By Matthew Willett
Immunex Corp. stopped Phase II/III trials of Enbrel in chronic heart failure when an independent data monitoring board told the company it is not likely that the therapeutic would meet the efficacy endpoints.
But in separate news released after the market closed Thursday, Immunex said another Enbrel trial, this one a Phase III in psoriatic arthritis, produced positive data. And other data, however, indicated that the company's Nuvance didn't meet efficacy endpoints in two Phase II studies in asthma patients not using steroid therapy. A third study in patients on steroids is ongoing.
Immunex Chief Operating Officer Peggy Phillips told BioWorld Today just prior to a conference call on the news that companies "live and die by data," but that the reality is less discouraging than it might seem.
"We were looking at this quarter as a quarter when we'd see lots of data and learn a lot about how to move forward with different opportunities, and we've been able to show with data we released today that Enbrel has another market to expand to, psoriatic arthritis," Phillips said. "That's about 250,000 people this can benefit, and we'll move quickly to file that with the FDA in about the middle of this year."
Enbrel was first approved in November 1998 to treat moderately to severely active rheumatoid arthritis in patients who have an inadequate response to one or more disease-modifying anti-rheumatic drugs. (See BioWorld Today, Nov. 3, 1998.)
Enbrel also gained an approval in May 1999 to treat children and teen-agers with moderately to severely active polyarticular-course juvenile RA. Enbrel gained further expanded approval for treatment of early stage RA last year. (See BioWorld Today, June 8, 2000, and June 1, 1999.)
Phillips added that Immunex will seek fast-track status for the expanded indication in psoriatic arthritis. Other news wasn't so positive, but Phillips viewed the results in light of the low likelihood of clinical trial successes.
"We also received information from some other products, and we're putting it in context of looking at how many clinical trials are successful in this industry and why drug discovery is so costly as we move forward." she said. "We had, for Enbrel, a trial looking at potential benefit in chronic heart failure, and we're stopping that study based on a lack of efficacy. An independent data monitoring board's assessment was that there was a lack of benefit, and therefore we should not continue with the study.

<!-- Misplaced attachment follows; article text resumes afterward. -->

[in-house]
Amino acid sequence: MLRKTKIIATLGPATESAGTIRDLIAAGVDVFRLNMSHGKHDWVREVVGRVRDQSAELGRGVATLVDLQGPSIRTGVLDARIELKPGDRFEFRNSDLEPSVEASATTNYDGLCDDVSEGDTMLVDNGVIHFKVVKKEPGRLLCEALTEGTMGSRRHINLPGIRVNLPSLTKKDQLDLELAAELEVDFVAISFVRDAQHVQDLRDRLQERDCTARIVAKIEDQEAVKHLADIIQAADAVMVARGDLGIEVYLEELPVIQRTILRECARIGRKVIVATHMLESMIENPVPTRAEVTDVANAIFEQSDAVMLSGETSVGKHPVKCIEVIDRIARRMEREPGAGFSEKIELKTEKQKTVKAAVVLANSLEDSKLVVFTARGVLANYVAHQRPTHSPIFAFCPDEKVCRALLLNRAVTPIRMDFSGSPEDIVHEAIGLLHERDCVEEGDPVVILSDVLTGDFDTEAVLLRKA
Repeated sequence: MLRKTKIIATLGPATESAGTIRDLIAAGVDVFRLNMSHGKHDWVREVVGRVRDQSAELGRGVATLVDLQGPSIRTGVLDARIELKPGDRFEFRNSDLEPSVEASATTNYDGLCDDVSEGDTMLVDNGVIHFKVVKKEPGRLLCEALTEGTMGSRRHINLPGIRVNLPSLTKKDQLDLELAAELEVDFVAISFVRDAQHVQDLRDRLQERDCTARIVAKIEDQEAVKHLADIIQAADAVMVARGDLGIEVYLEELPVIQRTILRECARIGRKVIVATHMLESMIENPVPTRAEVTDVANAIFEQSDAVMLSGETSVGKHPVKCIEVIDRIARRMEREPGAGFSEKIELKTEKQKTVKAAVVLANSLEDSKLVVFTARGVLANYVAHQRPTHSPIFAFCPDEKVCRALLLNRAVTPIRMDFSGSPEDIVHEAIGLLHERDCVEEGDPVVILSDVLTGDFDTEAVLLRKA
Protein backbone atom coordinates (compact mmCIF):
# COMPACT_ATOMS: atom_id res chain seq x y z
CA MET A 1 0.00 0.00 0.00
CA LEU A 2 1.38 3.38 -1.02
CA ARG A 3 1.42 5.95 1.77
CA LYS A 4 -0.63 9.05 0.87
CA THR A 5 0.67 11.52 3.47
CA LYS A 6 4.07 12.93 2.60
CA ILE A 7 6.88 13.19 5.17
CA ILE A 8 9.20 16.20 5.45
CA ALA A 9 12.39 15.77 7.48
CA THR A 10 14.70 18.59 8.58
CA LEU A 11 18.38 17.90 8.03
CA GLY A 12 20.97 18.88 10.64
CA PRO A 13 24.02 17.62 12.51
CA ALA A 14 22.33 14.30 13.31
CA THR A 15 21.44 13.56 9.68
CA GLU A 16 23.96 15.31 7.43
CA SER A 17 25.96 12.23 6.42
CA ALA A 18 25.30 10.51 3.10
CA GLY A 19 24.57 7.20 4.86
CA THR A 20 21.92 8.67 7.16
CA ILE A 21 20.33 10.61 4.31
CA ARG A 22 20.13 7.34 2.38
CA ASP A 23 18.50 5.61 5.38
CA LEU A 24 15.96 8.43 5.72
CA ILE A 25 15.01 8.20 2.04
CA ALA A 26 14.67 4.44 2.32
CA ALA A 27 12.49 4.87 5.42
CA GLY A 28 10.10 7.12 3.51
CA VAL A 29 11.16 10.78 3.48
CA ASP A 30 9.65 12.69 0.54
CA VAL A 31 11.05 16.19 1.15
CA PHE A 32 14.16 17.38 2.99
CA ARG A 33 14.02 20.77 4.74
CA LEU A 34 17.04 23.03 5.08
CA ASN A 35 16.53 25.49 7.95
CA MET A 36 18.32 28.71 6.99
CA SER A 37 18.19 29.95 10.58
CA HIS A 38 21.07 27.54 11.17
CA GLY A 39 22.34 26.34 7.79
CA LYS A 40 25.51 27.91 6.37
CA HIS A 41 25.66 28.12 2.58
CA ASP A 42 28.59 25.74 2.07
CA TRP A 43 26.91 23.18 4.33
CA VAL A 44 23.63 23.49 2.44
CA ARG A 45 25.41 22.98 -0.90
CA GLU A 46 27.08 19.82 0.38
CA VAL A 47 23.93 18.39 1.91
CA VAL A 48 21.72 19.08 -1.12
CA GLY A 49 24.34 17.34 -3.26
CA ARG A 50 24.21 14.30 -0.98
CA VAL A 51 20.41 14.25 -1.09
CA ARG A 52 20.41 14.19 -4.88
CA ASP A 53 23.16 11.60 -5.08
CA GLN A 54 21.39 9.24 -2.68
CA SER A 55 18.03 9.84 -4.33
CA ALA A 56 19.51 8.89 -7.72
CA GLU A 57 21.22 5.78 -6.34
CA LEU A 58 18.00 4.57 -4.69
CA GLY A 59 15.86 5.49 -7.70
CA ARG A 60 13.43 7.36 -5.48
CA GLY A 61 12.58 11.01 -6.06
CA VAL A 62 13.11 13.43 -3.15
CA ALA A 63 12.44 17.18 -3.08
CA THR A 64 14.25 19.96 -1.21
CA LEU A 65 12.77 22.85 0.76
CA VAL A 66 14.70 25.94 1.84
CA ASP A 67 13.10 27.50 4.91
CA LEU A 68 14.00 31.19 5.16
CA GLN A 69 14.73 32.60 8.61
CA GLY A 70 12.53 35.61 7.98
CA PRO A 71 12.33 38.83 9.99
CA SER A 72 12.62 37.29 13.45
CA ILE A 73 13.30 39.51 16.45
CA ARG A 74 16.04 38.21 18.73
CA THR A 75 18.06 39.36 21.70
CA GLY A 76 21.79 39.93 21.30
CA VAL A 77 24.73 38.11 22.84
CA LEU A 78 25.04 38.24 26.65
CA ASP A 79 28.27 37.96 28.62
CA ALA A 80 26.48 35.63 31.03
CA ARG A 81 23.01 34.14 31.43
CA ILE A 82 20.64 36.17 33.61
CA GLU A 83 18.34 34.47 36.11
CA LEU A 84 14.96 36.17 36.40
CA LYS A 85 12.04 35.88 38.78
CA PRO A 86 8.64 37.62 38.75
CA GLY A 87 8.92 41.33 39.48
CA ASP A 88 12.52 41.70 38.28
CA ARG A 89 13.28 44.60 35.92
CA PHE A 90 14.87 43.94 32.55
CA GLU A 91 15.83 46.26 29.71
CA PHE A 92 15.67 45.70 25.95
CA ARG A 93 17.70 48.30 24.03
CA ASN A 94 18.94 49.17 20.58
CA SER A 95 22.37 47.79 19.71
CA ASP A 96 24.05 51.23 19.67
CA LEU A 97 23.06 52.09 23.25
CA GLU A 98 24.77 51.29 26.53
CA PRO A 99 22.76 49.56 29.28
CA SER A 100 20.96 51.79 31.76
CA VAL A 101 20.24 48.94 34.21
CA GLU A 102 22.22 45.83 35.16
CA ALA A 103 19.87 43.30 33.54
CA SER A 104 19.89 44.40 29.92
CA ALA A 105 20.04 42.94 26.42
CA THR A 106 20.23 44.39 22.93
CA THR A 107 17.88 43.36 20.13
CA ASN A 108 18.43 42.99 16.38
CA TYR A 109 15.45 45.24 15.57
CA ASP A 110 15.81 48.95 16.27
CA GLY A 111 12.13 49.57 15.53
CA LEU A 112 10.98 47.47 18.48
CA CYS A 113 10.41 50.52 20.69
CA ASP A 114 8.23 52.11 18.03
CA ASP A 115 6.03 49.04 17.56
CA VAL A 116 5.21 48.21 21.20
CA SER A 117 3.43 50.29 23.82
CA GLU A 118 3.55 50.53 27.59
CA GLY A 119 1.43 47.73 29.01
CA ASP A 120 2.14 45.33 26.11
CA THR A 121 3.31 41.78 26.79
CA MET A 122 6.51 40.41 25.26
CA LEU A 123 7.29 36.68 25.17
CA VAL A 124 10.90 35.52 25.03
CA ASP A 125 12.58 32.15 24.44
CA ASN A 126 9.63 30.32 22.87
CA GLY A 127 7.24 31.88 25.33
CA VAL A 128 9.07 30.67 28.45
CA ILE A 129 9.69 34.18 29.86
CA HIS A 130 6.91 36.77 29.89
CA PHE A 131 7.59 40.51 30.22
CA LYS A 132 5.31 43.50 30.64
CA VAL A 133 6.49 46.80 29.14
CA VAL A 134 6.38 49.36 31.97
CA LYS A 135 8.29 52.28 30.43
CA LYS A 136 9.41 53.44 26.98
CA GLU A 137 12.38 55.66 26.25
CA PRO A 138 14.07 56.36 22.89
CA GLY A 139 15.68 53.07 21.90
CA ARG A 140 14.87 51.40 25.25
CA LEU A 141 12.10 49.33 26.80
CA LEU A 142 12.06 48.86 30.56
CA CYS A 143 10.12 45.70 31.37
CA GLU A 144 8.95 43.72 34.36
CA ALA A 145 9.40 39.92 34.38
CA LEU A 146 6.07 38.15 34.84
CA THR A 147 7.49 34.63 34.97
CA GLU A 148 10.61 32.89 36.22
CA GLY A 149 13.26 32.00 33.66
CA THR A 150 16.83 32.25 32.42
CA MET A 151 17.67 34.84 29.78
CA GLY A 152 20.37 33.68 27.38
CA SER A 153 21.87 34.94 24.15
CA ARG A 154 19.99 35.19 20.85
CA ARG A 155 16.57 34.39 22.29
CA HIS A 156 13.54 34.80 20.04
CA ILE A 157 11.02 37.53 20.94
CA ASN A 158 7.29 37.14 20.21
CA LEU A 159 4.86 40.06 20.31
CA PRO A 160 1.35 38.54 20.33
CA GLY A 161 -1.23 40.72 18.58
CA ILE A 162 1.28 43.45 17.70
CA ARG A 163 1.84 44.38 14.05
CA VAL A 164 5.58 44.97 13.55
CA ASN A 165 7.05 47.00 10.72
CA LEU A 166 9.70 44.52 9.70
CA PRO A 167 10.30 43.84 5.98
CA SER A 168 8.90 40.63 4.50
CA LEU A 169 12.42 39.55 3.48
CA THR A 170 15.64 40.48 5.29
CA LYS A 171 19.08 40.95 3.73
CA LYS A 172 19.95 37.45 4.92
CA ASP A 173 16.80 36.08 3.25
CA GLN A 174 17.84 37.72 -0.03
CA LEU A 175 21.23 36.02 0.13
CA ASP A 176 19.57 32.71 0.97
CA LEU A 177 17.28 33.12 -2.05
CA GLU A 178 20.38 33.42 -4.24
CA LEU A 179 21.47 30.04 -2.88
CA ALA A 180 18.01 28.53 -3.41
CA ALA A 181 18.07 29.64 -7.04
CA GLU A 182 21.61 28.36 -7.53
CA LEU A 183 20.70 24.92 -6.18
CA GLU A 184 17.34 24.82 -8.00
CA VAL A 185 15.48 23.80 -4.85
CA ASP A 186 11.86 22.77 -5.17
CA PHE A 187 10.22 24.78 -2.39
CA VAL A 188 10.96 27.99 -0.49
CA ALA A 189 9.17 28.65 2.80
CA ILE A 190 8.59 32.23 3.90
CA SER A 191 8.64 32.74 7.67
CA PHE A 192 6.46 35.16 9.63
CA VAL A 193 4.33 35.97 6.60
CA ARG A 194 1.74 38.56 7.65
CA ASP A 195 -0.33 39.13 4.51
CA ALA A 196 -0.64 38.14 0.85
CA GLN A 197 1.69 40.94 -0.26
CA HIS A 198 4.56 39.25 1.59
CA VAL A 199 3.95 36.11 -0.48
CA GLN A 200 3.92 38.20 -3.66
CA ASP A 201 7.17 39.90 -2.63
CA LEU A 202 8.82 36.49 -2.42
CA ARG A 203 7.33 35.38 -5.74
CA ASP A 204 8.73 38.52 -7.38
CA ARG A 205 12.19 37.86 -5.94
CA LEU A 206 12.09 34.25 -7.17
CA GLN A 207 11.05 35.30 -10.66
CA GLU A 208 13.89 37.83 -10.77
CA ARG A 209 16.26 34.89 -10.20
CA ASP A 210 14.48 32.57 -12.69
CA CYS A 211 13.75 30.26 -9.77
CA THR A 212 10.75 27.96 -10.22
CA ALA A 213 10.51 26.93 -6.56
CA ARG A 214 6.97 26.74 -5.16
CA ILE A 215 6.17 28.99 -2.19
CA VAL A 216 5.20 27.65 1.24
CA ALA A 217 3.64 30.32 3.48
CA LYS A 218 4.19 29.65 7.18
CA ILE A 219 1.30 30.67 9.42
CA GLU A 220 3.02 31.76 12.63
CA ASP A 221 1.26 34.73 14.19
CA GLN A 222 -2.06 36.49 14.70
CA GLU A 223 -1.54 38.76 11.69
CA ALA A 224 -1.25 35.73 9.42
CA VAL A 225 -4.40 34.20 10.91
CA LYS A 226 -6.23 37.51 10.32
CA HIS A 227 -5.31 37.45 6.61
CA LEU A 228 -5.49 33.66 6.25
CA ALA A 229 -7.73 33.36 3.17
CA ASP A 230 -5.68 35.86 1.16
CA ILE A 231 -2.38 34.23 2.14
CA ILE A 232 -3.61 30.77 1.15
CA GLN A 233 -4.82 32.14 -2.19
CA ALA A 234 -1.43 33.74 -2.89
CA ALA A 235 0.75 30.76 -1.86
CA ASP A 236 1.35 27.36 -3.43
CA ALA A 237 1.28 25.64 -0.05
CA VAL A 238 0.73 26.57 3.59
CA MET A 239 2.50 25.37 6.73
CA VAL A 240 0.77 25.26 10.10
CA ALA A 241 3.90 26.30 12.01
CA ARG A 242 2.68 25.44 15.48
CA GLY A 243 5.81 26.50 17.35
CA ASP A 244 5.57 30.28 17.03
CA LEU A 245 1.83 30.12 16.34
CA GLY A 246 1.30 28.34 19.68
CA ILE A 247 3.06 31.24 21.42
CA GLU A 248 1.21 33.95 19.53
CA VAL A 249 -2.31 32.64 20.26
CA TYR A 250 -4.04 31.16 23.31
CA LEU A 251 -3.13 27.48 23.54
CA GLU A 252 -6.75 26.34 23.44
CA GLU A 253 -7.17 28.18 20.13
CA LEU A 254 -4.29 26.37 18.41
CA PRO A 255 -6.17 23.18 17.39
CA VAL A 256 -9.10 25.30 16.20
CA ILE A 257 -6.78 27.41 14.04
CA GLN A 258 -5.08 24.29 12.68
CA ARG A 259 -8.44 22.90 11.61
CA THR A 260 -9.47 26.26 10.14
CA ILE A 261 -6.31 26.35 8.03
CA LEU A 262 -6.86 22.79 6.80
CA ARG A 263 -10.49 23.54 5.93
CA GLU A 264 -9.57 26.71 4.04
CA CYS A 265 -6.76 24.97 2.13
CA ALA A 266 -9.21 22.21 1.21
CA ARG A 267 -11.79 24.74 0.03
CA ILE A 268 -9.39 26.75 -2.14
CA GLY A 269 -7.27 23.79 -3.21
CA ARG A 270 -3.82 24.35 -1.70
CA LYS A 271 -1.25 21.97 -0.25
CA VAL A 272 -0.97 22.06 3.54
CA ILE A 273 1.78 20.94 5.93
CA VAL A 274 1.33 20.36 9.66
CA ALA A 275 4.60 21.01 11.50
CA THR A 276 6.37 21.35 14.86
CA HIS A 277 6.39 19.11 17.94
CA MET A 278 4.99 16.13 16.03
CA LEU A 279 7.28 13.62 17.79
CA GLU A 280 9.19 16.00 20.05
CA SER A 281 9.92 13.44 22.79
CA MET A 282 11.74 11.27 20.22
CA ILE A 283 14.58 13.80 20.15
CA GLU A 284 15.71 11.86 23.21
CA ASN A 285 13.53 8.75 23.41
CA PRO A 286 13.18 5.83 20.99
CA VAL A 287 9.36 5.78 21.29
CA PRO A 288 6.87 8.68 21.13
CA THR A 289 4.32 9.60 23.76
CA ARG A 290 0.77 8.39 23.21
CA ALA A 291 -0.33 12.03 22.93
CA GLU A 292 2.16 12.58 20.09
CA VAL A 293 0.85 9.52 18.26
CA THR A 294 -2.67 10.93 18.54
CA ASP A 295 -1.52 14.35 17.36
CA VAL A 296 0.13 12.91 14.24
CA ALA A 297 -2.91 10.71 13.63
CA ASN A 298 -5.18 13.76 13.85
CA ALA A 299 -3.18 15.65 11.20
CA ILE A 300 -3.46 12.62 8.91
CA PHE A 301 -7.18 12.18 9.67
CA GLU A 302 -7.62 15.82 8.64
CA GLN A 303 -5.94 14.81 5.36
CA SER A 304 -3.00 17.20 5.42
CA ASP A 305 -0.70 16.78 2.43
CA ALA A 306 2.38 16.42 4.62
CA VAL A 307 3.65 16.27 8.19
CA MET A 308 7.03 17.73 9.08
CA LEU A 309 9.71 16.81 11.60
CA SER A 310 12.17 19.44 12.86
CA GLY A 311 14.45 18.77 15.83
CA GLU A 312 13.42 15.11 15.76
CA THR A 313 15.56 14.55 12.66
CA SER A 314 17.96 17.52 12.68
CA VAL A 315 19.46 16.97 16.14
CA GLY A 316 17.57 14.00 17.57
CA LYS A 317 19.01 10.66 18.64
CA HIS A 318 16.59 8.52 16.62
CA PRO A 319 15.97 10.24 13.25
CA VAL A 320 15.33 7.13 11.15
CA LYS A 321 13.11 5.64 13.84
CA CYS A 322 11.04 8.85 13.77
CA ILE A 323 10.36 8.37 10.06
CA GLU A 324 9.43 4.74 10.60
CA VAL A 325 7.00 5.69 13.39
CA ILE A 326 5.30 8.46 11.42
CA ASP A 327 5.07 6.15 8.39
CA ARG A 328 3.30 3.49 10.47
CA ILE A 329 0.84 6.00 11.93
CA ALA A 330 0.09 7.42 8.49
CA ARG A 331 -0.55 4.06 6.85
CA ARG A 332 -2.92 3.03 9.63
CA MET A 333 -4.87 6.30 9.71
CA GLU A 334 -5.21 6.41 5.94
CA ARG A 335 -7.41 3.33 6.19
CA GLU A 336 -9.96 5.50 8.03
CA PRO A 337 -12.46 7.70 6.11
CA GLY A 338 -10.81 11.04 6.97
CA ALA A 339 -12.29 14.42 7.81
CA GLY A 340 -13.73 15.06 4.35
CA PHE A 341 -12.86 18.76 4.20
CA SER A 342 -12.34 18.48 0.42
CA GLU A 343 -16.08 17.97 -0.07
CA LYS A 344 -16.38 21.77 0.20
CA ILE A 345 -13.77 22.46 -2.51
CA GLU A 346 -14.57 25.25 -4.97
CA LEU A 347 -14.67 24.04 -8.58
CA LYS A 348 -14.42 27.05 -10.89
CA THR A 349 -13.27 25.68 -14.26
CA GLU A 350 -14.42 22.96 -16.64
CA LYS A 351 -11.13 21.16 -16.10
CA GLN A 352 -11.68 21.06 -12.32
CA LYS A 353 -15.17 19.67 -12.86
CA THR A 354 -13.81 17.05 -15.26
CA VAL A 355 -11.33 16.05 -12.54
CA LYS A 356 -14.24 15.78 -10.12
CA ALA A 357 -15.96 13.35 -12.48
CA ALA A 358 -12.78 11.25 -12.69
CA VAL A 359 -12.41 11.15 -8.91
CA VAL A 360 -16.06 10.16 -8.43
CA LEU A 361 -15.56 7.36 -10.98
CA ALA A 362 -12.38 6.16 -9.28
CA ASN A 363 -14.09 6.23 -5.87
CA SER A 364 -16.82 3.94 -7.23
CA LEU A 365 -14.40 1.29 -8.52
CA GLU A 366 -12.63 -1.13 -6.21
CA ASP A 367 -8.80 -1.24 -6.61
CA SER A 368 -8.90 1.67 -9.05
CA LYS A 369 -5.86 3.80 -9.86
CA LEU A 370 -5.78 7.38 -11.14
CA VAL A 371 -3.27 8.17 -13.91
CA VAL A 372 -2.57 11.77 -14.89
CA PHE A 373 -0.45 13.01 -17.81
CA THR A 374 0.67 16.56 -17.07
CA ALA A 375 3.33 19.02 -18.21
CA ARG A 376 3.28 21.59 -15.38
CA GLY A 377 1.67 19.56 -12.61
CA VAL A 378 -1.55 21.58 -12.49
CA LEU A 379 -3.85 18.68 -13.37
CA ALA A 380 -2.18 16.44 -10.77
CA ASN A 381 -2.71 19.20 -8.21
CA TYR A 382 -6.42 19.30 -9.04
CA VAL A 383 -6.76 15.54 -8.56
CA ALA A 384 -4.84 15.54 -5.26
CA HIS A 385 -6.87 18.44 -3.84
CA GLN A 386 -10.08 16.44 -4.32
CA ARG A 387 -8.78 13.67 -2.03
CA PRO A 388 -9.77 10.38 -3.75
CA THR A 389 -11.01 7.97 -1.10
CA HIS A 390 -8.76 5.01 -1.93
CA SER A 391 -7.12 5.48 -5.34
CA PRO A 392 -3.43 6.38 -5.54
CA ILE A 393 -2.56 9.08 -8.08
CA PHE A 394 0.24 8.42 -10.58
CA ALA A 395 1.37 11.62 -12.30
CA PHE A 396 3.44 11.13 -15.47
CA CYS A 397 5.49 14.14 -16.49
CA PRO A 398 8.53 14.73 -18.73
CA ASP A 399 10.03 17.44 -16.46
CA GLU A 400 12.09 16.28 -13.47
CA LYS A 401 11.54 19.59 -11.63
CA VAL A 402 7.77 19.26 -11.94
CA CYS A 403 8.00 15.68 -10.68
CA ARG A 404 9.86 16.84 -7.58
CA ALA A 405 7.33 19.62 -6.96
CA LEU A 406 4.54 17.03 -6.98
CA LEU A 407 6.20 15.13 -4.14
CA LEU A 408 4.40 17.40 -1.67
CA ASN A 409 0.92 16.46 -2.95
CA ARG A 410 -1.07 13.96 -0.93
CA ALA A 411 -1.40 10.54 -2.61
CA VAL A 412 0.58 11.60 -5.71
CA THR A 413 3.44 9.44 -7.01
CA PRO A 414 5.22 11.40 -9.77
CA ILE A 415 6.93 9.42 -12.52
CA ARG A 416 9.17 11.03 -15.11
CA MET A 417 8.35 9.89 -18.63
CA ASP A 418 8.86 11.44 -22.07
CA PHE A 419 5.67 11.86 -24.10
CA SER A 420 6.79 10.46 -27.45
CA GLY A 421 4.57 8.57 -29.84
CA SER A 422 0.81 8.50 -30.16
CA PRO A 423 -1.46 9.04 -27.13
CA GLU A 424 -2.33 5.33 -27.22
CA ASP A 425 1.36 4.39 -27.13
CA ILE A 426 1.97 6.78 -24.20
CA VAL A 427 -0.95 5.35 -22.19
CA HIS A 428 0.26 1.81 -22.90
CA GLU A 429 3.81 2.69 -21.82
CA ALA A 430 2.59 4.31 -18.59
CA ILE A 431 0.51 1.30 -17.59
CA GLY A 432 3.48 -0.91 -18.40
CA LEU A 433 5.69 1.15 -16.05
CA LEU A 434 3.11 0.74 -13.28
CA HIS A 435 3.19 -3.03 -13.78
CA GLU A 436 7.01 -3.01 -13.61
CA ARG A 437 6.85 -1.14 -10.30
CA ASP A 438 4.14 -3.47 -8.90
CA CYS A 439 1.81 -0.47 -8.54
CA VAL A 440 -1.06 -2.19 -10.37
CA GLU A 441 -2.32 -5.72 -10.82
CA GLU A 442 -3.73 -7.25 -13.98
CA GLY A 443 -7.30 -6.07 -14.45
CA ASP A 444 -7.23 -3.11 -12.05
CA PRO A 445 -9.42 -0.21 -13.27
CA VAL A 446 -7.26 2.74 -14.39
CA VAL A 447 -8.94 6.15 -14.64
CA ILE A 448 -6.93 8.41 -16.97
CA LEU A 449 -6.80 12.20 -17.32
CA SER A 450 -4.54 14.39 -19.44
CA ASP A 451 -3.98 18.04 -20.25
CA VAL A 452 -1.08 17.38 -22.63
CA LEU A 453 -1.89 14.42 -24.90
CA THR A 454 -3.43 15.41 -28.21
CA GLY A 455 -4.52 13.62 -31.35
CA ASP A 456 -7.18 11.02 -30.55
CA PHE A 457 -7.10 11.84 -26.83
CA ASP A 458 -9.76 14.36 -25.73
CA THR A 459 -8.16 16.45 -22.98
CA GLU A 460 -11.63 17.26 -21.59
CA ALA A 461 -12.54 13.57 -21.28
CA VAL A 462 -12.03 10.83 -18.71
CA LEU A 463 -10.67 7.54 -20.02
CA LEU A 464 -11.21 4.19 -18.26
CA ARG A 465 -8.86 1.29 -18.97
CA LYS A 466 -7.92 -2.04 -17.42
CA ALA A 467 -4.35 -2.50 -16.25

"Finally, with our product Nuvance, we were looking at the population in asthma of patients on beta agonists who were not ready to go to steroid treatment," she said. "We were looking at the ability of the drug to open up airways and bring lung function to normal in two studies and in that population results were negative. In a third study in people where lung function has been stabilized by steroid therapy we were looking at tapering off in steroids and seeing if lung function could continue at the level it had been stabilized at with steroids, and we'll see those results in the third quarter."
The silver lining, Phillips maintained, is in the allocation of resources.
"Nothing has changed in the fundamentals of Immunex. As far as how we're looking and moving forward, nothing is different from the rest of the year and what we've planned," she said. "We're looking at opportunities to invest in different programs in different indications in the pipeline. One thing the clinical data we reported today does is help us learn from these indications and move forward in other indications with these products, just in different diseases.
"We live and die by data," she said. "When we get data we respond to it, and it allows us to be decisive and manage resources and focus on opportunities where we're able to deliver promise to patients, in whatever disease state. You put your heart and soul into any clinical trial, and as you move into it you sometimes learn that the design of the trial or the indication wasn't exactly the best, but you continue to move forward, looking for other opportunities, and you learn from these trials and apply that knowledge as you look at other opportunities in the pipeline."